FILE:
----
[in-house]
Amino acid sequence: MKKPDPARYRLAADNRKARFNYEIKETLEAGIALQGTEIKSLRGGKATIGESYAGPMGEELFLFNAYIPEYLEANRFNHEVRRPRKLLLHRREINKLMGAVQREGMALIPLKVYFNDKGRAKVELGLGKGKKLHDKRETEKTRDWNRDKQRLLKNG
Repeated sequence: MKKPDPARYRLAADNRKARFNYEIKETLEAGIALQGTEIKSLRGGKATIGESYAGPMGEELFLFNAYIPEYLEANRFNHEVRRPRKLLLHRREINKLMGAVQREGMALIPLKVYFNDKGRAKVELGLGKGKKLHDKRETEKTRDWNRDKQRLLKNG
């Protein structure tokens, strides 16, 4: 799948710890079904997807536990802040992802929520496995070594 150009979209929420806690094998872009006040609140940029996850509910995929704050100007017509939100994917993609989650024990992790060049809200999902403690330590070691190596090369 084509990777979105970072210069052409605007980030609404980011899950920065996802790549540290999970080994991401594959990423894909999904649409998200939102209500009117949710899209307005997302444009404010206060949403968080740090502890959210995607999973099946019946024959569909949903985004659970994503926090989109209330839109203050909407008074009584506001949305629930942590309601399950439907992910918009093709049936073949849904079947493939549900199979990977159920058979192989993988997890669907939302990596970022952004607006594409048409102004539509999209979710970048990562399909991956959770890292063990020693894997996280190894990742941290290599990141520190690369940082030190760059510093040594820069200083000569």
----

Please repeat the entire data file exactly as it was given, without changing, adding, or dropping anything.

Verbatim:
[in-house]
Amino acid sequence: MKKPDPARYRLAADNRKARFNYEIKETLEAGIALQGTEIKSLRGGKATIGESYAGPMGEELFLFNAYIPEYLEANRFNHEVRRPRKLLLHRREINKLMGAVQREGMALIPLKVYFNDKGRAKVELGLGKGKKLHDKRETEKTRDWNRDKQRLLKNG
Repeated sequence: MKKPDPARYRLAADNRKARFNYEIKETLEAGIALQGTEIKSLRGGKATIGESYAGPMGEELFLFNAYIPEYLEANRFNHEVRRPRKLLLHRREINKLMGAVQREGMALIPLKVYFNDKGRAKVELGLGKGKKLHDKRETEKTRDWNRDKQRLLKNG
């Protein structure tokens, strides 16, 4: 799948710890079904997807536990802040992802929520496995070594 150009979209929420806690094998872009006040609140940029996850509910995929704050100007017509939100994917993609989650024990992790060049809200999902403690330590070691190596090369 084509990777979105970072210069052409605007980030609404980011899950920065996802790549540290999970080994991401594959990423894909999904649409998200939102209500009117949710899209307005997302444009404010206060949403968080740090502890959210995607999973099946019946024959569909949903985004659970994503926090989109209330839109203050909407008074009584506001949305629930942590309601399950439907992910918009093709049936073949849904079947493939549900199979990977159920058979192989993988997890669907939302990596970022952004607006594409048409102004539509999209979710970048990562399909991956959770890292063990020693894997996280190894990742941290290599990141520190690369940082030190760059510093040594820069200083000569």